Highlighting the many contributions he made to Tunisia and the region — including leading a democratic process that resulted in the Tunisian Quartet being awarded the Nobel Peace Prize in 2015 — he said that in death as in life, Mr. Essebsi upheld a message of unity, having left behind a young but confident democracy. “He may rest in peace in the certitude that Tunisia has charted an irreversible course of progress, freedom and democracy,” he said. “He shall be greatly missed, but his journey does not end here and his legacy will live on.”
Also paying tribute to Mr. Essebsi and conveying their condolences to the Government and people of Tunisia were the representatives of Sudan (on behalf of the African States); Uzbekistan (on behalf of the Asia-Pacific States); Slovakia (on behalf of the Eastern European States); El Salvador (on behalf of the Latin American and Caribbean States); Andorra (on behalf of the Western European and Other States); and the United States (on behalf of the host country).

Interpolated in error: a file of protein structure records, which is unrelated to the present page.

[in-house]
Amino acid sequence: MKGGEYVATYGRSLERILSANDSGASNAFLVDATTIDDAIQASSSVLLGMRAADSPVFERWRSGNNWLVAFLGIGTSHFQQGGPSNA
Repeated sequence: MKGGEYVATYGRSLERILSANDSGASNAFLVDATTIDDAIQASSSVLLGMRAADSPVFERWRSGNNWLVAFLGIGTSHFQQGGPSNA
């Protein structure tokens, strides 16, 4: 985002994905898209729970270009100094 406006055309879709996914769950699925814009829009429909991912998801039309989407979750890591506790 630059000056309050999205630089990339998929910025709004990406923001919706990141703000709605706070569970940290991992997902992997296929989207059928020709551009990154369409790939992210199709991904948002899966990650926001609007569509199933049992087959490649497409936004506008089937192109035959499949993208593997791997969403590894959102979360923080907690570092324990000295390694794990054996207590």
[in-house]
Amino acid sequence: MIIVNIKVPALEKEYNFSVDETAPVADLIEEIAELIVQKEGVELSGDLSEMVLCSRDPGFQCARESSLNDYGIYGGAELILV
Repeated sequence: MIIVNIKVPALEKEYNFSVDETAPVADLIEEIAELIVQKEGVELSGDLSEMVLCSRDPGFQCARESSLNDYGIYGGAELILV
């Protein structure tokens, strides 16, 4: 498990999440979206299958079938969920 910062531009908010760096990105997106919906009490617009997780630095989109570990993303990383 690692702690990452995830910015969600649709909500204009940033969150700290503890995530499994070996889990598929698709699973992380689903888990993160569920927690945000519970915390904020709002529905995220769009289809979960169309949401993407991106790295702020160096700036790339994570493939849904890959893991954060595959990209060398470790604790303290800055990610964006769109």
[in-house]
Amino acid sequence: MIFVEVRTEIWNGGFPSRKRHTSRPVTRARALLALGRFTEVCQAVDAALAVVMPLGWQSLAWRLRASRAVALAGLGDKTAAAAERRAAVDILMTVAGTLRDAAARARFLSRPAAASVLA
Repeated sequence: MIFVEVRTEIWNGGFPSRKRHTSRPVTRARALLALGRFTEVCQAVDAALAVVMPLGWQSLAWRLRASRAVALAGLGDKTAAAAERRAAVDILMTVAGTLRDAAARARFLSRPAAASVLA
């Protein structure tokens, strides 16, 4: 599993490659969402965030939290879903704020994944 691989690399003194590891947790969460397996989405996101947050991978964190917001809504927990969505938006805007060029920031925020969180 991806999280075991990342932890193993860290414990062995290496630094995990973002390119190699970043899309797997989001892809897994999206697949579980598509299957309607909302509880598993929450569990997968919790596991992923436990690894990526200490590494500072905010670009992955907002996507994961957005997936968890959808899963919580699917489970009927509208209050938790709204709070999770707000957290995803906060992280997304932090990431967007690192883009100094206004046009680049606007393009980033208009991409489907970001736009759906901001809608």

The Assembly will reconvene at a date and time to be announced.